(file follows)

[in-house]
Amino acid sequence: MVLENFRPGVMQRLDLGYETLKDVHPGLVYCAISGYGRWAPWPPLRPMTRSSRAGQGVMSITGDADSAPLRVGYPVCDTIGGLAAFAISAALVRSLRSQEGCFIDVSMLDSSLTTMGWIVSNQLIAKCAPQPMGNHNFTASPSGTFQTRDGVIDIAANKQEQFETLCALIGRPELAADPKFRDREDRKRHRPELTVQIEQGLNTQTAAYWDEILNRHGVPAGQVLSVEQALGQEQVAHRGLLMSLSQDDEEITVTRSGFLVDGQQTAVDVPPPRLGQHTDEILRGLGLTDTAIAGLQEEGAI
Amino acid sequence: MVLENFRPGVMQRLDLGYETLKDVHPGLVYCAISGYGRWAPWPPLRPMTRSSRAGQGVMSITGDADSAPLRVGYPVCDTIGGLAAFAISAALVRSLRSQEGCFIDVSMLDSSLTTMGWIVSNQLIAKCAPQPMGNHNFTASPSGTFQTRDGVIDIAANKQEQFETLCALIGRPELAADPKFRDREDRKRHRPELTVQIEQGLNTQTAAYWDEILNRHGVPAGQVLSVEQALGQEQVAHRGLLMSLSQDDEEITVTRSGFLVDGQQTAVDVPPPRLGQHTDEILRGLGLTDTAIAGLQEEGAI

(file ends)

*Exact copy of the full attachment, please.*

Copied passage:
[in-house]
Amino acid sequence: MVLENFRPGVMQRLDLGYETLKDVHPGLVYCAISGYGRWAPWPPLRPMTRSSRAGQGVMSITGDADSAPLRVGYPVCDTIGGLAAFAISAALVRSLRSQEGCFIDVSMLDSSLTTMGWIVSNQLIAKCAPQPMGNHNFTASPSGTFQTRDGVIDIAANKQEQFETLCALIGRPELAADPKFRDREDRKRHRPELTVQIEQGLNTQTAAYWDEILNRHGVPAGQVLSVEQALGQEQVAHRGLLMSLSQDDEEITVTRSGFLVDGQQTAVDVPPPRLGQHTDEILRGLGLTDTAIAGLQEEGAI
Amino acid sequence: MVLENFRPGVMQRLDLGYETLKDVHPGLVYCAISGYGRWAPWPPLRPMTRSSRAGQGVMSITGDADSAPLRVGYPVCDTIGGLAAFAISAALVRSLRSQEGCFIDVSMLDSSLTTMGWIVSNQLIAKCAPQPMGNHNFTASPSGTFQTRDGVIDIAANKQEQFETLCALIGRPELAADPKFRDREDRKRHRPELTVQIEQGLNTQTAAYWDEILNRHGVPAGQVLSVEQALGQEQVAHRGLLMSLSQDDEEITVTRSGFLVDGQQTAVDVPPPRLGQHTDEILRGLGLTDTAIAGLQEEGAI